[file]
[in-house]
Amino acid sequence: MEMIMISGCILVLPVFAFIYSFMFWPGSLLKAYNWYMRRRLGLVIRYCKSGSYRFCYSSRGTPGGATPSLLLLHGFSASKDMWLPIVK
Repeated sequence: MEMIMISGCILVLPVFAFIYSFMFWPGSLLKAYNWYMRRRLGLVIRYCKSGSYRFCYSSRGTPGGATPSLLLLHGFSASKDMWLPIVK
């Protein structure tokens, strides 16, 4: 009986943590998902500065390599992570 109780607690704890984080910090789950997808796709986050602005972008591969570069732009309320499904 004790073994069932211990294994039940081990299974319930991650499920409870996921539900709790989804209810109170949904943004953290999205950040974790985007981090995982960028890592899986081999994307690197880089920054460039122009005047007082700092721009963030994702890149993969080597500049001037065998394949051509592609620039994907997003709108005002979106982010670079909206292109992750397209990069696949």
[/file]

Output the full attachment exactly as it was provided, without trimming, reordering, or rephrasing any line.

[in-house]
Amino acid sequence: MEMIMISGCILVLPVFAFIYSFMFWPGSLLKAYNWYMRRRLGLVIRYCKSGSYRFCYSSRGTPGGATPSLLLLHGFSASKDMWLPIVK
Repeated sequence: MEMIMISGCILVLPVFAFIYSFMFWPGSLLKAYNWYMRRRLGLVIRYCKSGSYRFCYSSRGTPGGATPSLLLLHGFSASKDMWLPIVK
């Protein structure tokens, strides 16, 4: 009986943590998902500065390599992570 109780607690704890984080910090789950997808796709986050602005972008591969570069732009309320499904 004790073994069932211990294994039940081990299974319930991650499920409870996921539900709790989804209810109170949904943004953290999205950040974790985007981090995982960028890592899986081999994307690197880089920054460039122009005047007082700092721009963030994702890149993969080597500049001037065998394949051509592609620039994907997003709108005002979106982010670079909206292109992750397209990069696949």